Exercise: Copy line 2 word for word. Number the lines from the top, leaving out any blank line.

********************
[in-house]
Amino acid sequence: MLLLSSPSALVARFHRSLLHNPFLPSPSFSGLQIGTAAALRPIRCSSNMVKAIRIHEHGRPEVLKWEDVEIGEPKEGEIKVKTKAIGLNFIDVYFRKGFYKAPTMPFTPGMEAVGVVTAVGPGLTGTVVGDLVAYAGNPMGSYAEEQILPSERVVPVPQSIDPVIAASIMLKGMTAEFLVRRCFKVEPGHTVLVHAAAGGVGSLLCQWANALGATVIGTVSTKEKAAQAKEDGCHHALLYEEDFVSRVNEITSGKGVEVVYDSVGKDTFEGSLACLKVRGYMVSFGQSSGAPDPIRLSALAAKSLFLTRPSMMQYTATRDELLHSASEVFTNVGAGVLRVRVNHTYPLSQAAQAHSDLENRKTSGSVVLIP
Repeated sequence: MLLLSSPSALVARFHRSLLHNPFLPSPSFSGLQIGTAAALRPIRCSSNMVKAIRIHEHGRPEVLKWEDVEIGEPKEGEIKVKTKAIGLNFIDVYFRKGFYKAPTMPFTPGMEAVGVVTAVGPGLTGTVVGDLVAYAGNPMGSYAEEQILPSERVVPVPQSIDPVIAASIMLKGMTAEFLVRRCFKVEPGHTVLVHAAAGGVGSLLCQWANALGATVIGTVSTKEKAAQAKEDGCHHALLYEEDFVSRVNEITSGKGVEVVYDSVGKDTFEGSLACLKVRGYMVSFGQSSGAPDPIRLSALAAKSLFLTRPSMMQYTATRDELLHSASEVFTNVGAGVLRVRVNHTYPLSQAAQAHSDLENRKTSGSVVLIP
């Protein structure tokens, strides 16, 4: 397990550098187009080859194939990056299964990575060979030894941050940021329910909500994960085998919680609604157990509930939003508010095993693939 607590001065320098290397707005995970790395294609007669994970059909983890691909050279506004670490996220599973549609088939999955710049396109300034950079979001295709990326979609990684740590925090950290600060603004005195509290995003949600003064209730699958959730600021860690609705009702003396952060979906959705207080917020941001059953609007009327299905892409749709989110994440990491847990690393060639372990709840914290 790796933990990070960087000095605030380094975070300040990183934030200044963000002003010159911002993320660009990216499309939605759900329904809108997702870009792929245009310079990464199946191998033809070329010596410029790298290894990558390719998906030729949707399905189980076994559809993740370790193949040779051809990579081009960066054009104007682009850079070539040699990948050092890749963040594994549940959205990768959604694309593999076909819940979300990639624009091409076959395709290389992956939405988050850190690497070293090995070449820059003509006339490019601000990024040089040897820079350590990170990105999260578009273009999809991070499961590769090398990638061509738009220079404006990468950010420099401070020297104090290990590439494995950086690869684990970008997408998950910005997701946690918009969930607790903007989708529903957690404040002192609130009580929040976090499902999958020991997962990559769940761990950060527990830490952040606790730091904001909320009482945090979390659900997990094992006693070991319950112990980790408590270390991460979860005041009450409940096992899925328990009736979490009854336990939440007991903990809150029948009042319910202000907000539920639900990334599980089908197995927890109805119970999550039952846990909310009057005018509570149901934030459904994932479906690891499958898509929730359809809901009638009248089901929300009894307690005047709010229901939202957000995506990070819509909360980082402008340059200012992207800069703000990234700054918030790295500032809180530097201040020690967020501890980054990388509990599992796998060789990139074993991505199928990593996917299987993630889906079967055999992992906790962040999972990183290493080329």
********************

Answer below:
Amino acid sequence: MLLLSSPSALVARFHRSLLHNPFLPSPSFSGLQIGTAAALRPIRCSSNMVKAIRIHEHGRPEVLKWEDVEIGEPKEGEIKVKTKAIGLNFIDVYFRKGFYKAPTMPFTPGMEAVGVVTAVGPGLTGTVVGDLVAYAGNPMGSYAEEQILPSERVVPVPQSIDPVIAASIMLKGMTAEFLVRRCFKVEPGHTVLVHAAAGGVGSLLCQWANALGATVIGTVSTKEKAAQAKEDGCHHALLYEEDFVSRVNEITSGKGVEVVYDSVGKDTFEGSLACLKVRGYMVSFGQSSGAPDPIRLSALAAKSLFLTRPSMMQYTATRDELLHSASEVFTNVGAGVLRVRVNHTYPLSQAAQAHSDLENRKTSGSVVLIP